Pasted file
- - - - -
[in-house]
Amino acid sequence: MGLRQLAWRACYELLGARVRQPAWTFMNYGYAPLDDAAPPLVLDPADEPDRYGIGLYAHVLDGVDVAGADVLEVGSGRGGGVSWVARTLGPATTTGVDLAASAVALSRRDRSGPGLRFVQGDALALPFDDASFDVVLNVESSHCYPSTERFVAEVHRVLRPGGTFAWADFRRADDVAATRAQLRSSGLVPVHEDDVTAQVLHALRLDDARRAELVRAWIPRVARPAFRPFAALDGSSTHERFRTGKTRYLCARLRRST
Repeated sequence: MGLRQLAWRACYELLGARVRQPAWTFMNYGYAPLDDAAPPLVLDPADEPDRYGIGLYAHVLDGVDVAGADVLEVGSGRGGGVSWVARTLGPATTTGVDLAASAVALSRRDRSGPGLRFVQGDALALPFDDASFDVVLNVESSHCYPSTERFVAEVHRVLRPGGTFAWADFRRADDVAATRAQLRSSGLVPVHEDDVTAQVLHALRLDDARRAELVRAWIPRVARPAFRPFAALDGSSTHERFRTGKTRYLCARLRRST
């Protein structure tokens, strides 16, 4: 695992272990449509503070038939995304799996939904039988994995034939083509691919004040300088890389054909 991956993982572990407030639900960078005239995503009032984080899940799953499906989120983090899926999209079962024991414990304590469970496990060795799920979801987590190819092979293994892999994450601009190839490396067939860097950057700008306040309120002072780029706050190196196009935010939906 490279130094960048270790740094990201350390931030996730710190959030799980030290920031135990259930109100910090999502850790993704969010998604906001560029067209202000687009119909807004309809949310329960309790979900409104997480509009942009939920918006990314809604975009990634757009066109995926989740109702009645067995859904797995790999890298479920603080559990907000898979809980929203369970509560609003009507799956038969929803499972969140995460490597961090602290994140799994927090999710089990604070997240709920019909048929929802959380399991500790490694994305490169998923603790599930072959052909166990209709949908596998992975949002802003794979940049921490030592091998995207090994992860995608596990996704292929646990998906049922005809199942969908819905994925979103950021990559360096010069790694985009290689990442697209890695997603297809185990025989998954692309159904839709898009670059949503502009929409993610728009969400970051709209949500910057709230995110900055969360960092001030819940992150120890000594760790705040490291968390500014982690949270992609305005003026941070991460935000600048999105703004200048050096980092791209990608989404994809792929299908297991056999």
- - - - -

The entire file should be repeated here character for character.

[in-house]
Amino acid sequence: MGLRQLAWRACYELLGARVRQPAWTFMNYGYAPLDDAAPPLVLDPADEPDRYGIGLYAHVLDGVDVAGADVLEVGSGRGGGVSWVARTLGPATTTGVDLAASAVALSRRDRSGPGLRFVQGDALALPFDDASFDVVLNVESSHCYPSTERFVAEVHRVLRPGGTFAWADFRRADDVAATRAQLRSSGLVPVHEDDVTAQVLHALRLDDARRAELVRAWIPRVARPAFRPFAALDGSSTHERFRTGKTRYLCARLRRST
Repeated sequence: MGLRQLAWRACYELLGARVRQPAWTFMNYGYAPLDDAAPPLVLDPADEPDRYGIGLYAHVLDGVDVAGADVLEVGSGRGGGVSWVARTLGPATTTGVDLAASAVALSRRDRSGPGLRFVQGDALALPFDDASFDVVLNVESSHCYPSTERFVAEVHRVLRPGGTFAWADFRRADDVAATRAQLRSSGLVPVHEDDVTAQVLHALRLDDARRAELVRAWIPRVARPAFRPFAALDGSSTHERFRTGKTRYLCARLRRST
């Protein structure tokens, strides 16, 4: 695992272990449509503070038939995304799996939904039988994995034939083509691919004040300088890389054909 991956993982572990407030639900960078005239995503009032984080899940799953499906989120983090899926999209079962024991414990304590469970496990060795799920979801987590190819092979293994892999994450601009190839490396067939860097950057700008306040309120002072780029706050190196196009935010939906 490279130094960048270790740094990201350390931030996730710190959030799980030290920031135990259930109100910090999502850790993704969010998604906001560029067209202000687009119909807004309809949310329960309790979900409104997480509009942009939920918006990314809604975009990634757009066109995926989740109702009645067995859904797995790999890298479920603080559990907000898979809980929203369970509560609003009507799956038969929803499972969140995460490597961090602290994140799994927090999710089990604070997240709920019909048929929802959380399991500790490694994305490169998923603790599930072959052909166990209709949908596998992975949002802003794979940049921490030592091998995207090994992860995608596990996704292929646990998906049922005809199942969908819905994925979103950021990559360096010069790694985009290689990442697209890695997603297809185990025989998954692309159904839709898009670059949503502009929409993610728009969400970051709209949500910057709230995110900055969360960092001030819940992150120890000594760790705040490291968390500014982690949270992609305005003026941070991460935000600048999105703004200048050096980092791209990608989404994809792929299908297991056999």